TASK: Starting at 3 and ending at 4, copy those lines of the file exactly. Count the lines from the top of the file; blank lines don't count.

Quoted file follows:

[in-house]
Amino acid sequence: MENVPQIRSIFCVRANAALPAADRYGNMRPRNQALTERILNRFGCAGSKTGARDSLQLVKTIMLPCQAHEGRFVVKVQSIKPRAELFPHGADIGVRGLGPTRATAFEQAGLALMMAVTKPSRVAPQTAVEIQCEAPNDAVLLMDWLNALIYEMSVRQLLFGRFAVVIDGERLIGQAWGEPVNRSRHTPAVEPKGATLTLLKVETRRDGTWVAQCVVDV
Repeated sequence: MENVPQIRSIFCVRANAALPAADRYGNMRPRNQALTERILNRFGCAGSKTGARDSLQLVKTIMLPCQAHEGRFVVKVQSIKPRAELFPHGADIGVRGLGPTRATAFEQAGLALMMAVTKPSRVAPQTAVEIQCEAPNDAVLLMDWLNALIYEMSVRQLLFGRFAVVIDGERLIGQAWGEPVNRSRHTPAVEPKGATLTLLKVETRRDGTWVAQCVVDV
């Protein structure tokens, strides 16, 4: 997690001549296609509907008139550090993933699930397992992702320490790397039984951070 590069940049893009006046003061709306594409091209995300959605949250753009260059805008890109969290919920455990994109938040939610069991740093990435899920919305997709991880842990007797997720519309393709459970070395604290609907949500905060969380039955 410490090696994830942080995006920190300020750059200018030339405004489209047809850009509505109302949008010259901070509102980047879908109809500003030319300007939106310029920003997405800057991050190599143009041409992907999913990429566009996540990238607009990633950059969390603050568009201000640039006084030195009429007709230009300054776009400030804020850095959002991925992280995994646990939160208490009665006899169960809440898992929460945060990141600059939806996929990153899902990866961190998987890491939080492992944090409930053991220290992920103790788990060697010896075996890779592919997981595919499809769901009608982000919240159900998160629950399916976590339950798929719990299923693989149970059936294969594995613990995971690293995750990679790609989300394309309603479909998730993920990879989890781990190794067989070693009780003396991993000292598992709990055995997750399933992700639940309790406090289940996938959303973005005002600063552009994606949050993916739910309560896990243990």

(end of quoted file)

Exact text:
Repeated sequence: MENVPQIRSIFCVRANAALPAADRYGNMRPRNQALTERILNRFGCAGSKTGARDSLQLVKTIMLPCQAHEGRFVVKVQSIKPRAELFPHGADIGVRGLGPTRATAFEQAGLALMMAVTKPSRVAPQTAVEIQCEAPNDAVLLMDWLNALIYEMSVRQLLFGRFAVVIDGERLIGQAWGEPVNRSRHTPAVEPKGATLTLLKVETRRDGTWVAQCVVDV
């Protein structure tokens, strides 16, 4: 997690001549296609509907008139550090993933699930397992992702320490790397039984951070 590069940049893009006046003061709306594409091209995300959605949250753009260059805008890109969290919920455990994109938040939610069991740093990435899920919305997709991880842990007797997720519309393709459970070395604290609907949500905060969380039955 410490090696994830942080995006920190300020750059200018030339405004489209047809850009509505109302949008010259901070509102980047879908109809500003030319300007939106310029920003997405800057991050190599143009041409992907999913990429566009996540990238607009990633950059969390603050568009201000640039006084030195009429007709230009300054776009400030804020850095959002991925992280995994646990939160208490009665006899169960809440898992929460945060990141600059939806996929990153899902990866961190998987890491939080492992944090409930053991220290992920103790788990060697010896075996890779592919997981595919499809769901009608982000919240159900998160629950399916976590339950798929719990299923693989149970059936294969594995613990995971690293995750990679790609989300394309309603479909998730993920990879989890781990190794067989070693009780003396991993000292598992709990055995997750399933992700639940309790406090289940996938959303973005005002600063552009994606949050993916739910309560896990243990």